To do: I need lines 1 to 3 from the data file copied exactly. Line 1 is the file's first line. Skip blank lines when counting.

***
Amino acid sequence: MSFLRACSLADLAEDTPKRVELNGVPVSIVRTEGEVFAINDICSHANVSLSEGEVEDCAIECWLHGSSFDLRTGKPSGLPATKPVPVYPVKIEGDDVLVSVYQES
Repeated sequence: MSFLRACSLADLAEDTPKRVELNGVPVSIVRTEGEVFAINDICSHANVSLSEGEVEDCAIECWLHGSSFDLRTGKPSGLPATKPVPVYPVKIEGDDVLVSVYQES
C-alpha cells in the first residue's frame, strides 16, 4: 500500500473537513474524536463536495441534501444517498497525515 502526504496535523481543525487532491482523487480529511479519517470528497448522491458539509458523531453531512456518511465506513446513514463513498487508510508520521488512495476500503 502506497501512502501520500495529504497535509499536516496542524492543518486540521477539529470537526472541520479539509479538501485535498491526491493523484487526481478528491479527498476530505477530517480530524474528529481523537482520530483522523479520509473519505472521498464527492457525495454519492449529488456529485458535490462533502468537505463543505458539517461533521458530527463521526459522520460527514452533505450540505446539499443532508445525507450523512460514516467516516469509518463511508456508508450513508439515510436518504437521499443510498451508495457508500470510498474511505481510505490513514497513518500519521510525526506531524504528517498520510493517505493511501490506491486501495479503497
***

Amino acid sequence: MSFLRACSLADLAEDTPKRVELNGVPVSIVRTEGEVFAINDICSHANVSLSEGEVEDCAIECWLHGSSFDLRTGKPSGLPATKPVPVYPVKIEGDDVLVSVYQES
Repeated sequence: MSFLRACSLADLAEDTPKRVELNGVPVSIVRTEGEVFAINDICSHANVSLSEGEVEDCAIECWLHGSSFDLRTGKPSGLPATKPVPVYPVKIEGDDVLVSVYQES
C-alpha cells in the first residue's frame, strides 16, 4: 500500500473537513474524536463536495441534501444517498497525515 502526504496535523481543525487532491482523487480529511479519517470528497448522491458539509458523531453531512456518511465506513446513514463513498487508510508520521488512495476500503 502506497501512502501520500495529504497535509499536516496542524492543518486540521477539529470537526472541520479539509479538501485535498491526491493523484487526481478528491479527498476530505477530517480530524474528529481523537482520530483522523479520509473519505472521498464527492457525495454519492449529488456529485458535490462533502468537505463543505458539517461533521458530527463521526459522520460527514452533505450540505446539499443532508445525507450523512460514516467516516469509518463511508456508508450513508439515510436518504437521499443510498451508495457508500470510498474511505481510505490513514497513518500519521510525526506531524504528517498520510493517505493511501490506491486501495479503497